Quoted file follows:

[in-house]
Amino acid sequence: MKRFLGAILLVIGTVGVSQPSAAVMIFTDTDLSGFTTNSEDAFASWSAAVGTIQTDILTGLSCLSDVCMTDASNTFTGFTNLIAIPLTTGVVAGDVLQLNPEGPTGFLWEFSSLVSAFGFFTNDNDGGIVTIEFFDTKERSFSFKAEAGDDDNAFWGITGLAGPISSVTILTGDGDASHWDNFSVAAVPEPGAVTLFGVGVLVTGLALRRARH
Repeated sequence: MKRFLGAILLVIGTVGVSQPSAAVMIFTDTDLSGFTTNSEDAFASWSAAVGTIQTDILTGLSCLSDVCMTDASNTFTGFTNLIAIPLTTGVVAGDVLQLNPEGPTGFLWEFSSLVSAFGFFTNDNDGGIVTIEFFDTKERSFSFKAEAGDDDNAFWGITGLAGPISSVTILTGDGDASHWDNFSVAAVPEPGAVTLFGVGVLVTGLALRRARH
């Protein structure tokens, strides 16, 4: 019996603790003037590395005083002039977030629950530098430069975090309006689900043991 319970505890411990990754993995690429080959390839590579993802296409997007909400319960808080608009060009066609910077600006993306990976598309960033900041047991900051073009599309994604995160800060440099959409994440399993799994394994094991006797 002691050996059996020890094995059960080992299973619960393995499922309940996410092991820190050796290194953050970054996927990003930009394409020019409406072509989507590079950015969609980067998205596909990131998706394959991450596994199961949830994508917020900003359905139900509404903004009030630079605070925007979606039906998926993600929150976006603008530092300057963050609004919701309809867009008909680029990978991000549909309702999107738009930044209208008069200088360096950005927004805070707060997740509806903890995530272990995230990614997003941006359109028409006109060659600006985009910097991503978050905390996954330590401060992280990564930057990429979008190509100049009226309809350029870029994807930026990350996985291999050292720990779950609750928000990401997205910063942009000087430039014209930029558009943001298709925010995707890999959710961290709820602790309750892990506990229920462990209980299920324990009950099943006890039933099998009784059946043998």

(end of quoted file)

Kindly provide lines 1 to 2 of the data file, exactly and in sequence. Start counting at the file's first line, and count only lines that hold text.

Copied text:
[in-house]
Amino acid sequence: MKRFLGAILLVIGTVGVSQPSAAVMIFTDTDLSGFTTNSEDAFASWSAAVGTIQTDILTGLSCLSDVCMTDASNTFTGFTNLIAIPLTTGVVAGDVLQLNPEGPTGFLWEFSSLVSAFGFFTNDNDGGIVTIEFFDTKERSFSFKAEAGDDDNAFWGITGLAGPISSVTILTGDGDASHWDNFSVAAVPEPGAVTLFGVGVLVTGLALRRARH